The purpose of my script is to count how many lines there are in a
file. I know I could use
wc for example but the purpose of this exercise is to understand processes and pipelines in Linux.
The script executed on my terminal:
C=0; cat file | while read line ; do C=$[ $C + 1 ] ; done ; echo $C
I always get
0 or whatever number I inizialize
In my textbook they explain this behavior saying that for every pipeline a new child process is created, it inherits all father variables but when the child dies the father still "see" his old values. And I'm ok with that.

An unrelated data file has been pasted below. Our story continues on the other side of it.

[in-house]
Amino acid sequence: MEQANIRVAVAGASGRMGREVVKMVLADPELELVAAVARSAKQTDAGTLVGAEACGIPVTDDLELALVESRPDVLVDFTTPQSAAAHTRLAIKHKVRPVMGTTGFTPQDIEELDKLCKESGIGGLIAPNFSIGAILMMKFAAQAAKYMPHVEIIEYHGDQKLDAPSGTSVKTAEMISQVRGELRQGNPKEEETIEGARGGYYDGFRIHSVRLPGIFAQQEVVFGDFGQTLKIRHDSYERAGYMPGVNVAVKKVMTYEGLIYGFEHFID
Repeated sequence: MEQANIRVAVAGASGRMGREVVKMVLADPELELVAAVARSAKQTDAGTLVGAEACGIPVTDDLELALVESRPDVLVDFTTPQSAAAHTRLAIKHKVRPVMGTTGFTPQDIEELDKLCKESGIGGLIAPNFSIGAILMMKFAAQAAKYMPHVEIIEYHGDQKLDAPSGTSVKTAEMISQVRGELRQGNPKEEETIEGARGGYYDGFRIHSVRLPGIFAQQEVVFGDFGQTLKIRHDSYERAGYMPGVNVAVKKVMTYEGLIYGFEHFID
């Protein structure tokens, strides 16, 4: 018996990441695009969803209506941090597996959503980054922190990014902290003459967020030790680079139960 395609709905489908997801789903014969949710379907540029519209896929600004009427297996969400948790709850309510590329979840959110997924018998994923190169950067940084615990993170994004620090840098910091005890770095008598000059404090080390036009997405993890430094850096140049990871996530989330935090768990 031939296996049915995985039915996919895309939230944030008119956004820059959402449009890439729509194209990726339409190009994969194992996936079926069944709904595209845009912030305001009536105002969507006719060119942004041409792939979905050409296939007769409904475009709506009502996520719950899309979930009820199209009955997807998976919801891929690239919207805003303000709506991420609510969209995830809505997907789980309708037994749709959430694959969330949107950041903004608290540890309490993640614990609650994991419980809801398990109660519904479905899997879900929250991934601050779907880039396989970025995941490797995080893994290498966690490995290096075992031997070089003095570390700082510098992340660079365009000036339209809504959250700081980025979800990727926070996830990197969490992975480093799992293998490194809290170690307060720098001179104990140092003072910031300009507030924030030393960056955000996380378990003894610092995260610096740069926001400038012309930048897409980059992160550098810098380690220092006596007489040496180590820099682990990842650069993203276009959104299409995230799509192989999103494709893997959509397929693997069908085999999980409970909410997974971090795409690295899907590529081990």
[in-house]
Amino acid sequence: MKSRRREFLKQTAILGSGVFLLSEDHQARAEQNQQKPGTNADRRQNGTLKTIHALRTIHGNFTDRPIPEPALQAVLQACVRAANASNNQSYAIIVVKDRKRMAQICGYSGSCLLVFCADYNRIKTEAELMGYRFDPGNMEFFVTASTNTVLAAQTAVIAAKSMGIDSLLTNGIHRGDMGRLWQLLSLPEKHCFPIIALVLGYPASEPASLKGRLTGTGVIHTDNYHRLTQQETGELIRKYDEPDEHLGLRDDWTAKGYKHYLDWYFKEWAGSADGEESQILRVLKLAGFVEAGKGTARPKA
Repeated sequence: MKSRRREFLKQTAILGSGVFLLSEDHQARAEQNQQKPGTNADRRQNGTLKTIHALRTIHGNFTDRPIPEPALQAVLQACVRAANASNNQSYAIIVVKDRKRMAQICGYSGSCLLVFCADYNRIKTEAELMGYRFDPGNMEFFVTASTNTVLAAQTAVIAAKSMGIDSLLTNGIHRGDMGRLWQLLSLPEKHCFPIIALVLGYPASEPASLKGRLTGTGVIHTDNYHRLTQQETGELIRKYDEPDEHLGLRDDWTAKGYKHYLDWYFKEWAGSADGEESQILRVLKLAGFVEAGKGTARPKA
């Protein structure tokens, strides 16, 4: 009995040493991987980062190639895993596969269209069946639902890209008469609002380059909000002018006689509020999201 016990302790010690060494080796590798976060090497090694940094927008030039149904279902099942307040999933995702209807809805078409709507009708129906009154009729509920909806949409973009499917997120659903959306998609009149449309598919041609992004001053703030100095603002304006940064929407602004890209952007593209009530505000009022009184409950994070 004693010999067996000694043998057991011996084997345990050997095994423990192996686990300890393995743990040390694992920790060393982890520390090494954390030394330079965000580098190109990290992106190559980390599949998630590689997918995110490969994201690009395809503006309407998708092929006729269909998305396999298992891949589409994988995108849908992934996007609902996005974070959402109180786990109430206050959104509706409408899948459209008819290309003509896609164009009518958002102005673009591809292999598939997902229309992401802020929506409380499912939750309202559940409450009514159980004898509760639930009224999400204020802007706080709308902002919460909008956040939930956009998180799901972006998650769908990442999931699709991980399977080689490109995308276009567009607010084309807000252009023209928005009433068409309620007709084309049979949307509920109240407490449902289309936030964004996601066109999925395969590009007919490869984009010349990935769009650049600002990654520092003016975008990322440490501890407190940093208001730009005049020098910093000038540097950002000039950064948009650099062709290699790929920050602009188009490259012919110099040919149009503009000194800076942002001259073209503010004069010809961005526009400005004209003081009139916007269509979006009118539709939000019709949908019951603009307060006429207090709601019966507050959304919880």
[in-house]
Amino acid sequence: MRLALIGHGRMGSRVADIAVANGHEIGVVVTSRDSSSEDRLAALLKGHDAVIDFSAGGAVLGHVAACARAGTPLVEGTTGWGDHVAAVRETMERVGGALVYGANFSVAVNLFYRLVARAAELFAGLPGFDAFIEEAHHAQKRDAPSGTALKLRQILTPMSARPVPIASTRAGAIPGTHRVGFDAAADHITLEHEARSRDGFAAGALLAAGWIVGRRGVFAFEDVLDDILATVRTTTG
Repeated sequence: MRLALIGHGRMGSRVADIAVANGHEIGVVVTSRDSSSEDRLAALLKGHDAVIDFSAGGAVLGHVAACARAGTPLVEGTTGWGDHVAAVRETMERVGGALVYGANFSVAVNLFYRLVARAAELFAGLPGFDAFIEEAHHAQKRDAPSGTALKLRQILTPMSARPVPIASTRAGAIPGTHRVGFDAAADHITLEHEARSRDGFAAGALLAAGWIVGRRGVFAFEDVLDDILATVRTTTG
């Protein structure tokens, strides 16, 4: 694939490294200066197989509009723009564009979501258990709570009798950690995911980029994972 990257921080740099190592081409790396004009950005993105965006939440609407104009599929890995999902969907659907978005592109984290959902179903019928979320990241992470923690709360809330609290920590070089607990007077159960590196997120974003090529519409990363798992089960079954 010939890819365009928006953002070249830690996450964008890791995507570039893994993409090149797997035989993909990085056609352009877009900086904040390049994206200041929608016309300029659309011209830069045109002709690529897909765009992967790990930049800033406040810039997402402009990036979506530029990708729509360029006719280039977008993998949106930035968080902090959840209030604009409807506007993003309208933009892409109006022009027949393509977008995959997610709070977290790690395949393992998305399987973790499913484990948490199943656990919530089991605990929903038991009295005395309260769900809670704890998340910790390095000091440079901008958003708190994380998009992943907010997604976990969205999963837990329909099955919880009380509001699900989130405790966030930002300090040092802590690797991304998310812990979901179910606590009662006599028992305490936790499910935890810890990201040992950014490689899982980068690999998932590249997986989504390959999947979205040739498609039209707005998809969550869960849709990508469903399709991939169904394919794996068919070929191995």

What I don't understand is that I only see one pipeline, between
C=0; cat file and
while read line ; do C=$[ $C + 1 ] ; done ; echo $C. So I'm guessing that the second part is executed by the child (
echo too) so why it prints the wrong value? Shouldn't the child increase
C variable AND print the correct value as it belongs to the same pipe?